Interview by Sarah Mills
Your paintings have an extremely whimsical fun feel to them, how did you develop this style of painting?
I’m glad you respond to them in that manner because on a basic level I would love for the paintings to embody an attitude of positivity and gratefulness. There is satisfaction in domestic pleasures and I find that truly looking at small things is worthy of time and energy. This is a major impetus for my painting. Art making has been a journey of serious play and experimentation based on what I see. My painting style is the result of creating a problem and trying to find a resolution. It begins with a still life that I draw on a canvas. This initiates a process where I explore the relationship of colors and pattern by hanging them on the framework of the drawing. Most of my paintings involve constantly changing the colors within this framework. Additionally, I layer paint and collage materials in a process I find exhilarating. I have a visceral response to color that drives me to keep making art.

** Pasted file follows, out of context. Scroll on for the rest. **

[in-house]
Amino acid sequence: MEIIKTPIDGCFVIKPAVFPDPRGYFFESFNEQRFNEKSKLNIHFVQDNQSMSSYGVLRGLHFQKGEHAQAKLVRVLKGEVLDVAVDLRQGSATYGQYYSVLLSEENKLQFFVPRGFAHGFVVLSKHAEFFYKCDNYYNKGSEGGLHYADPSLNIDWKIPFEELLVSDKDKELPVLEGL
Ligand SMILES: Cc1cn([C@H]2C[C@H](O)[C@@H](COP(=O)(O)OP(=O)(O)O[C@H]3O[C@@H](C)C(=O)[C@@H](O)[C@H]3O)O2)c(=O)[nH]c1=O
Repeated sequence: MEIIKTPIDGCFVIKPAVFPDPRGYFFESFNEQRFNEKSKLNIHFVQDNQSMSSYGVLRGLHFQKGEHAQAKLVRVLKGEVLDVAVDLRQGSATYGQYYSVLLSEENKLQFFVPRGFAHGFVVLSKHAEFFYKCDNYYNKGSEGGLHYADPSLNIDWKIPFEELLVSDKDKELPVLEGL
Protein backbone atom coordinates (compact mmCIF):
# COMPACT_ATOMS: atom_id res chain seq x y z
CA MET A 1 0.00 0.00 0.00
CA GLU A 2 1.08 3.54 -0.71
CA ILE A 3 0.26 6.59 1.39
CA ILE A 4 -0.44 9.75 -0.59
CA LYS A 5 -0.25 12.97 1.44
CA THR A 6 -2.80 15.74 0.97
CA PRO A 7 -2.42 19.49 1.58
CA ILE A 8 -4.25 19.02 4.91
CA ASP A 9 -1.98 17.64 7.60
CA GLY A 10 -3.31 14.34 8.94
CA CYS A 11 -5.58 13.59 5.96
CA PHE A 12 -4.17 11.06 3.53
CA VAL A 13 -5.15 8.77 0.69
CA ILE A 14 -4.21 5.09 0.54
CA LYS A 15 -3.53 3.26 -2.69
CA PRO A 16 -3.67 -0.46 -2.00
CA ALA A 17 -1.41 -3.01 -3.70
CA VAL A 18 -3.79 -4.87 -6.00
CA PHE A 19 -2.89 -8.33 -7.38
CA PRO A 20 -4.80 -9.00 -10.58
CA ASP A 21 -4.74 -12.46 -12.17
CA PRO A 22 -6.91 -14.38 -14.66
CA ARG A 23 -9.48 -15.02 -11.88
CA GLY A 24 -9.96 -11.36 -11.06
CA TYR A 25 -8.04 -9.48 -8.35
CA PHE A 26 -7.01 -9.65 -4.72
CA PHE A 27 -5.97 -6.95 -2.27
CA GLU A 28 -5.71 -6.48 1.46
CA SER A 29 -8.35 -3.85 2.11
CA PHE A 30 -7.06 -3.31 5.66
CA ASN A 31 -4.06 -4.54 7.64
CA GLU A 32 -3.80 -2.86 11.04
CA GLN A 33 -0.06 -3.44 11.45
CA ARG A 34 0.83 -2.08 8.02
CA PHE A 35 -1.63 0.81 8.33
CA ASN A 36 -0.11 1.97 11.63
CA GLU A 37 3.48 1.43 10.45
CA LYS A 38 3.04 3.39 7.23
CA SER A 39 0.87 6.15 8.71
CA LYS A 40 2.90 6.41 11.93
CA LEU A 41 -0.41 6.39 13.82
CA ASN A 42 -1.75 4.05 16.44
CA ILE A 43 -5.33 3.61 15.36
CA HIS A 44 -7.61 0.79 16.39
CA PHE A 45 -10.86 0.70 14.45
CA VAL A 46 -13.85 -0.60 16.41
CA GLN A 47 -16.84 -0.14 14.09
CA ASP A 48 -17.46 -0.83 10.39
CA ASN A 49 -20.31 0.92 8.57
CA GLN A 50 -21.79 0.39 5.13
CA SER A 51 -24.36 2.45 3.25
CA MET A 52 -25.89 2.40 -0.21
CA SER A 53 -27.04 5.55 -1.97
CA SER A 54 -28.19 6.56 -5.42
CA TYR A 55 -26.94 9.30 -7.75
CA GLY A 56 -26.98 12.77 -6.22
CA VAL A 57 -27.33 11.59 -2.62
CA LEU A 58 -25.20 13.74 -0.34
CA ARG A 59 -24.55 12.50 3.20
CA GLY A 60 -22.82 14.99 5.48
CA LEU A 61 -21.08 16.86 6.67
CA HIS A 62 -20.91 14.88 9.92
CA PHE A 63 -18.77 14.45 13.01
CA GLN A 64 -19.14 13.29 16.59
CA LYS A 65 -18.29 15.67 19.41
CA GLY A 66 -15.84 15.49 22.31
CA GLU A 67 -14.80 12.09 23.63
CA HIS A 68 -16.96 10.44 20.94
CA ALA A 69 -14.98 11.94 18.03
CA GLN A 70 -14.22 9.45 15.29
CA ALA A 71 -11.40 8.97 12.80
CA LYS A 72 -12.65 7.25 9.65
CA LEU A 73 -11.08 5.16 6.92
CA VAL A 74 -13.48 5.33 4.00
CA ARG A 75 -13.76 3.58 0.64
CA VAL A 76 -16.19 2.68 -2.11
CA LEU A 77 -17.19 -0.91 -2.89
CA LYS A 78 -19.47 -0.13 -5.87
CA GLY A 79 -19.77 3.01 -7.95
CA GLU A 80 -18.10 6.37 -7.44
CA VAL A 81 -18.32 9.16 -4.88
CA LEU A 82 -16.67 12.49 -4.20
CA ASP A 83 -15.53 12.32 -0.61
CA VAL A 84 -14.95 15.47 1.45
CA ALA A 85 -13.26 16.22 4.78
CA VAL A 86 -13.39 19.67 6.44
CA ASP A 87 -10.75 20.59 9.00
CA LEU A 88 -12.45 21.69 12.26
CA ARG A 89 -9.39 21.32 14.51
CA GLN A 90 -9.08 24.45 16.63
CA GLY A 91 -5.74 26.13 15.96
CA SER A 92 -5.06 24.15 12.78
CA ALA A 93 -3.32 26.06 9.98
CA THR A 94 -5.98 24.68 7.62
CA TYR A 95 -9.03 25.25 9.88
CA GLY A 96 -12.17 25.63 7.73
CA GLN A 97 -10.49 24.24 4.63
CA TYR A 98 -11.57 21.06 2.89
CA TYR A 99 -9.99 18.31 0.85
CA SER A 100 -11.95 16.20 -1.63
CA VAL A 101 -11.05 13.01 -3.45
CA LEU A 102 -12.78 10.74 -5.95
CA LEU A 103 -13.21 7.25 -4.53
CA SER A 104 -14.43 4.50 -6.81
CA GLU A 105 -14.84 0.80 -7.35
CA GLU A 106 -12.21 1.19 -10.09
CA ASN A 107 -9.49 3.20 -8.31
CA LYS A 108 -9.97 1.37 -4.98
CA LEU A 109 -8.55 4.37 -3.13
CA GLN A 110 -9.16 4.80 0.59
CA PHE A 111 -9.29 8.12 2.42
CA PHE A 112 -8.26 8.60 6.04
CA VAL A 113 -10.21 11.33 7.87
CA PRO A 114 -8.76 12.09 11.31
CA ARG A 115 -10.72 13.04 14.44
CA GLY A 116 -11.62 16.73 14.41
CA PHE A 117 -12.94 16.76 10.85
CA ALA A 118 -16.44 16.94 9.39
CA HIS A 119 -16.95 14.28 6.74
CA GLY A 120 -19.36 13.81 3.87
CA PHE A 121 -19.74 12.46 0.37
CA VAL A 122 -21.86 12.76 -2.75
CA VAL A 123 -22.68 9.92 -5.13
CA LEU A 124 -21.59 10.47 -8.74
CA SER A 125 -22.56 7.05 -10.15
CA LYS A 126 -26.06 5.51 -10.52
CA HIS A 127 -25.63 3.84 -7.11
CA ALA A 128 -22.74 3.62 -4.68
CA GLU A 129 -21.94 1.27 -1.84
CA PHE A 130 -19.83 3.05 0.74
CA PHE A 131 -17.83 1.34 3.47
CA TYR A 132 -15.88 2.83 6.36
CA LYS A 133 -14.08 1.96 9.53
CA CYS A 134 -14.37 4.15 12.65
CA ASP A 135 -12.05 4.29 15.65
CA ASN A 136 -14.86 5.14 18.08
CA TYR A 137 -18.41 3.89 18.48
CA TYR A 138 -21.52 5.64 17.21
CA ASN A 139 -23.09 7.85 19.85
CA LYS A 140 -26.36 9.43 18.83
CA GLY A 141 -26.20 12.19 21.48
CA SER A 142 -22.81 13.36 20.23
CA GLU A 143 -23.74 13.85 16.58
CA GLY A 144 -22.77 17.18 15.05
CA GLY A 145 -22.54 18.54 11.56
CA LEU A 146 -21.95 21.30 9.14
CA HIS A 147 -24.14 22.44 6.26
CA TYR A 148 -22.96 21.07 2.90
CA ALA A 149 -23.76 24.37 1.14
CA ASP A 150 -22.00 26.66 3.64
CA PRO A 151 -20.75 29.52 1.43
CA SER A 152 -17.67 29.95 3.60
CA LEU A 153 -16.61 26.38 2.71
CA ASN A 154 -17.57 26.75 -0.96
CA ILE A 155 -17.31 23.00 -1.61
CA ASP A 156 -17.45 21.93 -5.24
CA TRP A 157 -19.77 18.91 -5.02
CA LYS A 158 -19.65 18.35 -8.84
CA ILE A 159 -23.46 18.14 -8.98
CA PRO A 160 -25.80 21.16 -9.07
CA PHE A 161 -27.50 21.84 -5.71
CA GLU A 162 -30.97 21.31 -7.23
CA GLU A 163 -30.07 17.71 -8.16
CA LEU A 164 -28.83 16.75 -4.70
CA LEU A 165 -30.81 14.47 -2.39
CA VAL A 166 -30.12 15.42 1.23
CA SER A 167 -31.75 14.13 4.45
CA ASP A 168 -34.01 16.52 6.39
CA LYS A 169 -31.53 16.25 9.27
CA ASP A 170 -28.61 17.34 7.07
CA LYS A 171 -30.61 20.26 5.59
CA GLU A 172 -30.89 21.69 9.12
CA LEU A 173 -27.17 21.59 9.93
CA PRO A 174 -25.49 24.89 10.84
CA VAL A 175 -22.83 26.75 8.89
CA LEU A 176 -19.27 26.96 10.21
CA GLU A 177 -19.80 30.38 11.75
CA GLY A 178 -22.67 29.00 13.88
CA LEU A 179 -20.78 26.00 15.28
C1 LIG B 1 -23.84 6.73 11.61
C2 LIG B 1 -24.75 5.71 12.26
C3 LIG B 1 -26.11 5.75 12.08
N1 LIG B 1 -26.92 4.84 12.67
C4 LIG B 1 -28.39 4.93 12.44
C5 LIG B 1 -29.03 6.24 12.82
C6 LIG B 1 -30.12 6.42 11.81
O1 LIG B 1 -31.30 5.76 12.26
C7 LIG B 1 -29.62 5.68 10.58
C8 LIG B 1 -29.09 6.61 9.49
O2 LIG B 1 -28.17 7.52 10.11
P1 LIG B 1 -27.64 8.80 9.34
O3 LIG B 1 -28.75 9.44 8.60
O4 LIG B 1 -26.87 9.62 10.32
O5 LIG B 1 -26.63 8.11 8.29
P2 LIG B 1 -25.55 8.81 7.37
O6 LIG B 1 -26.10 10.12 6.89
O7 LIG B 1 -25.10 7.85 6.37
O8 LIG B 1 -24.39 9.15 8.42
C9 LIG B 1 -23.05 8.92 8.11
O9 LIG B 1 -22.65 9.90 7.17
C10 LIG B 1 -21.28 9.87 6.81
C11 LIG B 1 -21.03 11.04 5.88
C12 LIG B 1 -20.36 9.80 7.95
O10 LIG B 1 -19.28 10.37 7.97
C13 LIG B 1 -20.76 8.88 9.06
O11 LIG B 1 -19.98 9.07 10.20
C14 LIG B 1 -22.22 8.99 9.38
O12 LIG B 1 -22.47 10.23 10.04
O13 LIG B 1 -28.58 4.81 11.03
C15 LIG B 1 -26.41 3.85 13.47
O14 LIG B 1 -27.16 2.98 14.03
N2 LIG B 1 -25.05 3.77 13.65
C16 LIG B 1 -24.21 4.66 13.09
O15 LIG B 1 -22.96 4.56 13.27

The most common comment I have received from people over the years is that my paintings make them happy. I like that. Who doesn’t need a little happiness injected into their day (especially these days)? Ultimately, I think the whimsy comes from my interest in paradoxes. I hope that the work invites a sense of joyfulness and struggle intermingled - that’s what I mean by “serious play”. When looking at my paintings I hope the viewer senses the joy and struggle of the journey to find visual solutions. I consciously connect the work with the genre Vanitas which celebrates life while always aware of the inevitability of change and death. I paint flowers that die quickly, goldfish which were my first experiences as a child with death, and fruit which rot - all that are hidden in an extravagant, palpable skin.